The dual or convertible wheels are mounted upon standard, "dead axles which may be equipped with any suitable type of spring suspension in accordance with general practice; and are best shown in Figs. 3, 4, 7, and 8. 'I'he rail wheels, indicated generally at 2I have the standard flanged tire 22, suitably connected to a hub 23 journaled on the axle 24, so that they are adapted for the standard rails 26. In Fig. 8, the tires are attached to a rim 26 which is mounted on a wheel 21.v

The road wheels 28 are mounted concentric with the rail wheels and upon the same axle, but

are of greater diameter than the rail wheels so that the latter will not strike the road surface when the trailer is traveling over the streets. The wheel shown in Fig. 8 has a cylindrical 4body member 29 provided with a rear flange 30 abutting the body of the rail wheel, and a front flange 32 which is engaged by a member of the demounting arm hereinafter described. A nut 33 holds the road wheel in place, and is removable through the front opening 'defined by flange 32. The pneumatic tire 34 is suitably mounted on the rim 35 secured to the body 29 of the wheel.

One of the features of this invention is the provision of a demounting arm 36 having means for engaging the road wheel, preferably at the flange 32, and adapted to swing the wheel bodily away4 from the rail wheel and deposit it (or a pair of them) in a rack provided beneath the frame I6. The arm 36 is pivoted to the frame at 31, and the pivotal connection is preferably of the spiral type so that the arm is lifted as it is swung toward the chassis rack 38.

Each arm 36 is provided with a pair of spiders 39 arranged to engage the two road wheels, and these spiders preferably have a sleeve portion 40 which is journaled on the arm or lever 36 so that the spiders may rotate thereon. The ends of the spider arms carry one or more spring-actuated bolts 4I which lock behind the wheel ange 32 and thus separably connect the wheel to the arm 36. The spider is thus attached after the wheel-retaining nut or nuts have been loosened or removed, consequently the road wheel or wheels may readily be swung away from the rail wheels. The bolts 4 I 'are pulled from locking position by chains 41.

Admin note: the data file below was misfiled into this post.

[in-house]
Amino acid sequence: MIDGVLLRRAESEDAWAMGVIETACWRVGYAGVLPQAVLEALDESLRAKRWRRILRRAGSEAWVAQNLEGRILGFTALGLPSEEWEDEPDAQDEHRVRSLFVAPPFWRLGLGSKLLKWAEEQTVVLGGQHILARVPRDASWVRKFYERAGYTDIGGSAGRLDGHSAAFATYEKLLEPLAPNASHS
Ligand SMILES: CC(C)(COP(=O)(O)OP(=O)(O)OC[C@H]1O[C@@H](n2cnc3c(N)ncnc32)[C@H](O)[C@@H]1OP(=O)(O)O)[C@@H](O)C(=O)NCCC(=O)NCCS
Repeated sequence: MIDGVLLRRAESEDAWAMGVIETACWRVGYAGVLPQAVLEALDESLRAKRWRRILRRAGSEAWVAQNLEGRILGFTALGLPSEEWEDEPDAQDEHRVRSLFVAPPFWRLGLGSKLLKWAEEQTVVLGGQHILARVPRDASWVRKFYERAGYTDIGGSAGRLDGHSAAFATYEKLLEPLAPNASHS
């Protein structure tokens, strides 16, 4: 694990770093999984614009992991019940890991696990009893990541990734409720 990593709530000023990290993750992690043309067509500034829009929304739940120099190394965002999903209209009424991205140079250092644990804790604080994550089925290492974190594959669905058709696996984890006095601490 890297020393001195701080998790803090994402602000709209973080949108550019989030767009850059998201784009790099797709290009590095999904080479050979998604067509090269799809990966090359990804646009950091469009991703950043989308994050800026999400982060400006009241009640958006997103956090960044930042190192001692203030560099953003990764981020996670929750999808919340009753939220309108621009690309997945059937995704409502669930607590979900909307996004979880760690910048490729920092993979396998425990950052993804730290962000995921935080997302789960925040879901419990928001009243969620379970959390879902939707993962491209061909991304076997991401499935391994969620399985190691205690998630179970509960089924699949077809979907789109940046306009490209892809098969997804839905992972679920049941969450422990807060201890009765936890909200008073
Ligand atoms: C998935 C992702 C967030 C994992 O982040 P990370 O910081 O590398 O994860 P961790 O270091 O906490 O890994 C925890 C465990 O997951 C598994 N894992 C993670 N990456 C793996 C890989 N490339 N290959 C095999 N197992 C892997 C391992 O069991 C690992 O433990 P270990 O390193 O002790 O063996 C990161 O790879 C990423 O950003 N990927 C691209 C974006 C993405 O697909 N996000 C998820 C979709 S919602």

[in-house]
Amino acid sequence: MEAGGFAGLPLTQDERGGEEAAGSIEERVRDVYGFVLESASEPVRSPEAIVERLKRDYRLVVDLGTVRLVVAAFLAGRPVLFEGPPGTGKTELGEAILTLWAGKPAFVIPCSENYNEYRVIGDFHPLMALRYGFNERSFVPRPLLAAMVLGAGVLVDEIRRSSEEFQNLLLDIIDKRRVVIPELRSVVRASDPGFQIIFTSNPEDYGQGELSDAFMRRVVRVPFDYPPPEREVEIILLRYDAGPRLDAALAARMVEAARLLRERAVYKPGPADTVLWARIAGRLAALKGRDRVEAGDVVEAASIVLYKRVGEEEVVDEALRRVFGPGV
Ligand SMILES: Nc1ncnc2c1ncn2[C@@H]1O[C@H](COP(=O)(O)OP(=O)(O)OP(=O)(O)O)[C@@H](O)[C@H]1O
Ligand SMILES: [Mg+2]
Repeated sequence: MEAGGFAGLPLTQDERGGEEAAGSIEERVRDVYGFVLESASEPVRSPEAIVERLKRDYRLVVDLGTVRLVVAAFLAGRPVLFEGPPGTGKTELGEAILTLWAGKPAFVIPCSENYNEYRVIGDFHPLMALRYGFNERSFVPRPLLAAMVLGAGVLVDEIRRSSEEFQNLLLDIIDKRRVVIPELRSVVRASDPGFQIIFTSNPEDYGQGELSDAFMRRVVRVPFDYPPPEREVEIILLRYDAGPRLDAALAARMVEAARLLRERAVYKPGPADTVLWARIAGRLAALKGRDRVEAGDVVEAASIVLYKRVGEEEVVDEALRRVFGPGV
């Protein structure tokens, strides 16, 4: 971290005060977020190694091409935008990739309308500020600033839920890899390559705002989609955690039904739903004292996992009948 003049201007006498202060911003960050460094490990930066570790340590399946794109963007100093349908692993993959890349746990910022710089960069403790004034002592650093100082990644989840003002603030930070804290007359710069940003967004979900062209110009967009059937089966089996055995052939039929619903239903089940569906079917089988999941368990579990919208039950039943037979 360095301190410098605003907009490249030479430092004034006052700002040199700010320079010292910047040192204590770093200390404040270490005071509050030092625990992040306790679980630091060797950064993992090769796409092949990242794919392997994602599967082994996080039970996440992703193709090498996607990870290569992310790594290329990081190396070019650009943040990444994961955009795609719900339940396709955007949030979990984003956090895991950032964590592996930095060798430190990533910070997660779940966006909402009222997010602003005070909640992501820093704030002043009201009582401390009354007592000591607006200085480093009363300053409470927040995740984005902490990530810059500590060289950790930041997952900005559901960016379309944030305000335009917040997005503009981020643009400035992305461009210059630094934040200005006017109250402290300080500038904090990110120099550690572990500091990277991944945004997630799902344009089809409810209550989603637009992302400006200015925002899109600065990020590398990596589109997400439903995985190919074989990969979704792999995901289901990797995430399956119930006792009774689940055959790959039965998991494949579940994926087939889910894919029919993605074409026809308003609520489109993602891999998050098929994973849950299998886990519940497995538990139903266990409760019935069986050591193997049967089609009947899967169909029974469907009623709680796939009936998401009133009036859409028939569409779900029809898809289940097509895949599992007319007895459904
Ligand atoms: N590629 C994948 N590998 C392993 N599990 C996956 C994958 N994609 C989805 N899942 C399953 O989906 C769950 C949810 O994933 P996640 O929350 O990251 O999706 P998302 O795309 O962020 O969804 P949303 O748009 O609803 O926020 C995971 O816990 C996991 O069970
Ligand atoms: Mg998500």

Because of the rotatable sleeve 40 the wheels may also be tilted to a horizontal position beneath the supporting lever 36, and thus inserted into the complementa] racks 36. In this position, the arm 36 is secured by a latch 42 of the type shown in Figs. 5 and 6, pivotally mounted on a strut 43 of the frame I5, and held in closed position by a positive locking member 44.

It will be understood that the road wheels are swung into the retaining racks when the vehicle is to be used upon the rails, and may be replaced whenever the car is ready for road travel, as indicated in Fig. 2. As the road tractor I3 pulls the trailer il forwardly, the road wheels 28 strike a short incline or ramp 45 formed beside the rails 25, and thus lift the rail wheels off the rails. It is apparent that such inclines may readily be provided at intermediate or rural stations, as well as at terminals, so that there is no necessity for supplemental terminal equipment, such as cranes or bridging devices, to move the trailer from rail to road or vice versa. It is only necessary to provide a rail-level surface for the road tractor, and an incline or ramp of the character illustrated, to permit transfers at way stations; and this can be accomplished very easily, owing to the nature of the trailers herein described and the wheel demounting arm just explained.